The Driver and Vehicle Standards Agency (DVSA) launched a public consultation on changes to improve the standard car driving test.
The DVSA has been planning to make changes to the driving test. Theire plans are to make it ‘a better assessment of candidates’ ability to drive independently in modern driving conditions’. They are suggesting that the ‘reverse around the corner’ and ‘turn in the road’ manoeuvres will be replaced. They want to include better ways of assessing ‘real life’ driving situations. This will include things such as driving into and reversing out of parking bays.
The current driving test also has a vehicle safety element. This is commonly known as the ‘show me, tell me’ element of the test. The new suggestions will make it compulsory that at least one question is asked whilst the learner is driving.
The key change is that the DVSA want to increase the ‘independent driving’ element of the test. It is currently 10 minutes long. They want it to be extended to 20 minutes and it will involve learners following a sat nav.
These changes are designed, as the DVSA said, to reflect modern driving conditions. They also want the changes to the test to reduce the number of young people who are being killed in collisions. The DVSA assert that most fatal collisions that happen are on high-speed roads. These changes would mean that more high-speed roads would be on test routes. This allows them to become more familiar t learner drivers.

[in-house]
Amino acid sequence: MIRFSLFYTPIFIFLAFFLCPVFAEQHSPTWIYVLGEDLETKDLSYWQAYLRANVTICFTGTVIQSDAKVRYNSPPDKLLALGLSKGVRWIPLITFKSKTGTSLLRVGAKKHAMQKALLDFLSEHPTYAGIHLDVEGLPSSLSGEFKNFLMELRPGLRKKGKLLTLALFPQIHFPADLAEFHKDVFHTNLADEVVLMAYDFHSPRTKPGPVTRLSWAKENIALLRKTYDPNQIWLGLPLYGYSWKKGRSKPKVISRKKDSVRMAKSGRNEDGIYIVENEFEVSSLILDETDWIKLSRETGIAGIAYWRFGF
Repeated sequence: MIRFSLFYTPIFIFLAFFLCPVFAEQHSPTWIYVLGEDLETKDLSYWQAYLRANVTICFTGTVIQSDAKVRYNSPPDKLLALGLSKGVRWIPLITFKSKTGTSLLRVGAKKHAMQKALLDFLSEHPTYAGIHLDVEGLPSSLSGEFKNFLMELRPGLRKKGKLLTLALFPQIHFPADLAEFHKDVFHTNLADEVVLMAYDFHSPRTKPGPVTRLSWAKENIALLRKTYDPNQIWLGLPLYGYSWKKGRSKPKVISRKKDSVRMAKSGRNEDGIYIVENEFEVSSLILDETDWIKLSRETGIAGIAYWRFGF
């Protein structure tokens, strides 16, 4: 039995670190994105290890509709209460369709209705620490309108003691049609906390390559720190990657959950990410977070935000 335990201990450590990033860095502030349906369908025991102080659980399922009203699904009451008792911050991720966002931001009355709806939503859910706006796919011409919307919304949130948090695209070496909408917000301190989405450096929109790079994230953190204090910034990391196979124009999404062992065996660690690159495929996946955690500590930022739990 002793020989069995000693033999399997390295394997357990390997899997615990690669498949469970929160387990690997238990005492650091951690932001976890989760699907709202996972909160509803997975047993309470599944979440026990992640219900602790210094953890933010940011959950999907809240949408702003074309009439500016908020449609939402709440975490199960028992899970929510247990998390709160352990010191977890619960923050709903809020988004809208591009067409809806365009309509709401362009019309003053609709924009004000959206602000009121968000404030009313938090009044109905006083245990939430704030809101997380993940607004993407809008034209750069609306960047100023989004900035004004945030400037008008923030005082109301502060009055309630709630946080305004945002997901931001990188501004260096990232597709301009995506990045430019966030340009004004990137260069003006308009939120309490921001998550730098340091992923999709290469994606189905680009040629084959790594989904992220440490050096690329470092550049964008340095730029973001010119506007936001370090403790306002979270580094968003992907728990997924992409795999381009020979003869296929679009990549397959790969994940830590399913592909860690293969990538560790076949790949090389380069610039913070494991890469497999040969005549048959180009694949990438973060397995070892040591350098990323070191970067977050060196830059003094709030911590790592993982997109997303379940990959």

DVSA Trials Test New Driving Test Processes
The DVSA has been working closely with the Transport Research Laboratory in the design of the new test. They have been running a trial with more than 4,500 learner drivers and 850 driving instructors. The trial is taking place throughout 2016 and the findings will be published, with the assumption that they will show support for the DVSA’s proposed developments to the driving test.
The DVSA assert that many leading road safety bodies support their changes. They cite the RAC, RoSPA, the AA, the Driving Instructors Association and IAM RoadSmart as in favour of the changes. AA president, Edmund King OBE has commented:
“We know that new drivers are a higher risk on the roads, therefore we need to better prepare them for real-world driving.
“These changes will test drivers in a more realistic manner which is essential to improving their safety once their L plates are removed.”
You can have you say on the public consultation via this link and it will be open until 25th August 2016.